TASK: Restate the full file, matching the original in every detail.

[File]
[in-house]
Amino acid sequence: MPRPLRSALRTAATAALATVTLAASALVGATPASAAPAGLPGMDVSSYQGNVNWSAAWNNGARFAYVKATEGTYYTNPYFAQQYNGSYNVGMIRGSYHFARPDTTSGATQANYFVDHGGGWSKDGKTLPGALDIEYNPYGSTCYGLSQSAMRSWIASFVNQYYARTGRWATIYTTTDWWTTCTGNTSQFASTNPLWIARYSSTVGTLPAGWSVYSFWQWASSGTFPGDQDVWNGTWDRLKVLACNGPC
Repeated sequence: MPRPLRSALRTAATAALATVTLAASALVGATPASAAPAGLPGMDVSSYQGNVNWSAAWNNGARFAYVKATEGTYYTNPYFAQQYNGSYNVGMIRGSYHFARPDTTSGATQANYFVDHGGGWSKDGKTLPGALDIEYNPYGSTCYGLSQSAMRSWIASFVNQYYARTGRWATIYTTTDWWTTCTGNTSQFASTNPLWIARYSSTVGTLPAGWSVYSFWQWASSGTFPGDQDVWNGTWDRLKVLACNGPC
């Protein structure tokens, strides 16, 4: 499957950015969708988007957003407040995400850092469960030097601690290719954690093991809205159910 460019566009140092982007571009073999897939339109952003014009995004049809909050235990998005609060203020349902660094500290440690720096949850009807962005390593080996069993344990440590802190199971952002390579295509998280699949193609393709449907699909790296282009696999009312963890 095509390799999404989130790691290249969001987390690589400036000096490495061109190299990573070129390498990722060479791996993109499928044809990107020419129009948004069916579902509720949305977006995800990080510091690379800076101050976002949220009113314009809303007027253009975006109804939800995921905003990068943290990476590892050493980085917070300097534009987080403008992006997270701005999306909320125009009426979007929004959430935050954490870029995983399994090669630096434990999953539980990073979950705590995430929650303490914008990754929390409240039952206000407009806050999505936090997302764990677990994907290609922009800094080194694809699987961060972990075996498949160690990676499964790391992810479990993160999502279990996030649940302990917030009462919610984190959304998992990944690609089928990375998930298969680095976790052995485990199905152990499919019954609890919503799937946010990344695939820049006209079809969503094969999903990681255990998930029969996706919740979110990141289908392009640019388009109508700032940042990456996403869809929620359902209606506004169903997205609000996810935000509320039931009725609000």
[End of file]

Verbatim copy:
[in-house]
Amino acid sequence: MPRPLRSALRTAATAALATVTLAASALVGATPASAAPAGLPGMDVSSYQGNVNWSAAWNNGARFAYVKATEGTYYTNPYFAQQYNGSYNVGMIRGSYHFARPDTTSGATQANYFVDHGGGWSKDGKTLPGALDIEYNPYGSTCYGLSQSAMRSWIASFVNQYYARTGRWATIYTTTDWWTTCTGNTSQFASTNPLWIARYSSTVGTLPAGWSVYSFWQWASSGTFPGDQDVWNGTWDRLKVLACNGPC
Repeated sequence: MPRPLRSALRTAATAALATVTLAASALVGATPASAAPAGLPGMDVSSYQGNVNWSAAWNNGARFAYVKATEGTYYTNPYFAQQYNGSYNVGMIRGSYHFARPDTTSGATQANYFVDHGGGWSKDGKTLPGALDIEYNPYGSTCYGLSQSAMRSWIASFVNQYYARTGRWATIYTTTDWWTTCTGNTSQFASTNPLWIARYSSTVGTLPAGWSVYSFWQWASSGTFPGDQDVWNGTWDRLKVLACNGPC
């Protein structure tokens, strides 16, 4: 499957950015969708988007957003407040995400850092469960030097601690290719954690093991809205159910 460019566009140092982007571009073999897939339109952003014009995004049809909050235990998005609060203020349902660094500290440690720096949850009807962005390593080996069993344990440590802190199971952002390579295509998280699949193609393709449907699909790296282009696999009312963890 095509390799999404989130790691290249969001987390690589400036000096490495061109190299990573070129390498990722060479791996993109499928044809990107020419129009948004069916579902509720949305977006995800990080510091690379800076101050976002949220009113314009809303007027253009975006109804939800995921905003990068943290990476590892050493980085917070300097534009987080403008992006997270701005999306909320125009009426979007929004959430935050954490870029995983399994090669630096434990999953539980990073979950705590995430929650303490914008990754929390409240039952206000407009806050999505936090997302764990677990994907290609922009800094080194694809699987961060972990075996498949160690990676499964790391992810479990993160999502279990996030649940302990917030009462919610984190959304998992990944690609089928990375998930298969680095976790052995485990199905152990499919019954609890919503799937946010990344695939820049006209079809969503094969999903990681255990998930029969996706919740979110990141289908392009640019388009109508700032940042990456996403869809929620359902209606506004169903997205609000996810935000509320039931009725609000």